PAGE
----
Authors: Tim Vorley*, , Jen Nelles, Hunter College, Kirsty Newsome, University of Sheffield
Topics: Economic Geography
Keywords: Platform Economy, Self Employment, Uber
Session Type: Paper
Start / End Time: 1:20 PM / 3:00 PM
Room: Zulu, Sheraton, 8th Floor
Presentation File: No File Uploaded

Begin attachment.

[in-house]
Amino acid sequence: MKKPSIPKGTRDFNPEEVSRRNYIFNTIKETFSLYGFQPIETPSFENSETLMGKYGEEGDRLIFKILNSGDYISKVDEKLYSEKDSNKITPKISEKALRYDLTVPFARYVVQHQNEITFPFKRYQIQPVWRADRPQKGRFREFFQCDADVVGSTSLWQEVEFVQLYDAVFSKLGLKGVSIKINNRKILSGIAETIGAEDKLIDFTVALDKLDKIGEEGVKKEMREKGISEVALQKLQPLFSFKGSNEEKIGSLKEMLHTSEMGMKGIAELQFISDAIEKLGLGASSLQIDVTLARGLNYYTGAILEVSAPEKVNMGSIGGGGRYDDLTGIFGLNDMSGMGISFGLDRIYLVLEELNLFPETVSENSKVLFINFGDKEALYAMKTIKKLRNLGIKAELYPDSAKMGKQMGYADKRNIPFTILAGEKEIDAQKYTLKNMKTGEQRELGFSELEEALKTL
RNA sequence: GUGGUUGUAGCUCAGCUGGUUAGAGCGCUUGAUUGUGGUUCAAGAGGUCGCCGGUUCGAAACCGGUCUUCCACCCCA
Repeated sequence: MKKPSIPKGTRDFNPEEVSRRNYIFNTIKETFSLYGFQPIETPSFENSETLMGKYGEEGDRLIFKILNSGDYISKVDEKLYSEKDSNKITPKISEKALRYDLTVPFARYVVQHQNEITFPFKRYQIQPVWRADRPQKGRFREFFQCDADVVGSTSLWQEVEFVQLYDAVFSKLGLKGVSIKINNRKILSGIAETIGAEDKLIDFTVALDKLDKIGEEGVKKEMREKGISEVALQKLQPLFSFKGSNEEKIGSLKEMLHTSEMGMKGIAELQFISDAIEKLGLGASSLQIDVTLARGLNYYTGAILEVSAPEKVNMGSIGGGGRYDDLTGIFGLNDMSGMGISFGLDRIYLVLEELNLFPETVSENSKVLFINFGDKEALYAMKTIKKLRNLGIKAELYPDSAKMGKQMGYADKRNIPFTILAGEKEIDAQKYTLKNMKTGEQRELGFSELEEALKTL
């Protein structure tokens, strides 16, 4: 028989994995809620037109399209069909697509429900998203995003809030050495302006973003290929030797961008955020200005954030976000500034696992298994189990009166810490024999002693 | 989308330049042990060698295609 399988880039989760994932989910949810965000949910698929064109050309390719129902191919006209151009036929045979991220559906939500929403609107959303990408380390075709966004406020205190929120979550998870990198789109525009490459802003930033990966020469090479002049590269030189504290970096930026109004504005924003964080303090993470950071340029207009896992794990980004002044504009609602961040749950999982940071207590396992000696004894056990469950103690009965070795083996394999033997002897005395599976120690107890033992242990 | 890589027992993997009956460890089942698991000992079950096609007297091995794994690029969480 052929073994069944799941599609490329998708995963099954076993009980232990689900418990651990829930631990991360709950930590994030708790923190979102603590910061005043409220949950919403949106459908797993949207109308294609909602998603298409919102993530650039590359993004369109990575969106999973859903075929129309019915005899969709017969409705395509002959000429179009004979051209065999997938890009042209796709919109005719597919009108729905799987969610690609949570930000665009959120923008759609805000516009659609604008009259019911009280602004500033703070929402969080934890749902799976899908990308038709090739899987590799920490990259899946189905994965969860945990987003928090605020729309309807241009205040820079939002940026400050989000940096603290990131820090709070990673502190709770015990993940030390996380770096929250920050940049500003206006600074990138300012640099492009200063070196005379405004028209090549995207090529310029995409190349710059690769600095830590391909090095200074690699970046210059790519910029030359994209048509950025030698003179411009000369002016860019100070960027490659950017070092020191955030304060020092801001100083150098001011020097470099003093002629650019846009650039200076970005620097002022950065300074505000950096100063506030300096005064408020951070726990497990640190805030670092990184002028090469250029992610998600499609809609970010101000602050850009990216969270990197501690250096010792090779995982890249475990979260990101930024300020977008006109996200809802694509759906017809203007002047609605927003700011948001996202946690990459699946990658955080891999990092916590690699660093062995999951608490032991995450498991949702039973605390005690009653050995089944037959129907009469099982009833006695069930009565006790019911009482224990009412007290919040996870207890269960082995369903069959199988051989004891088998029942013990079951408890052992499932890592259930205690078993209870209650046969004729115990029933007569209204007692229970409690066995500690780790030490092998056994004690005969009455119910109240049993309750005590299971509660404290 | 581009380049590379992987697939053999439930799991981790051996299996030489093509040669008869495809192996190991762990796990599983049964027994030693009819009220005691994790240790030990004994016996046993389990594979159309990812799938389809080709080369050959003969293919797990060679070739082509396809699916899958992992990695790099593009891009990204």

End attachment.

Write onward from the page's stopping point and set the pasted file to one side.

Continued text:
The so-called platform economy is widely regarded not only to be redefining the nature of work, but the nature of everyday life. There is a growing debate as to the everyday realities digital platform technologies, which are often represented in starkly contrasting ways - from the negative portrayals of insecure work and diminished labour rights to more optimistic readings that emphasize independence and flexibly. With formal structures and institutional strategies struggling to keep apace with emerging platforms, this puts the onus on the workers to mediate the platform. Drawing on a qualitative study of over 100 drivers the paper unpacks the (dis)empowering qualities of uber as the leading platform in providing mobility as a service, by exploring the tactical responses of drivers. The paper argues that it is the ability of drivers to make the platform work for them (i.e. invoking tactical responses), that challenges the inevitability of digital platforms in redefining the future of employment and economic enterprise. These findings also have implications for urban and regional resilience to the extent that local governments and regulatory agencies can ease or constrain driver responses.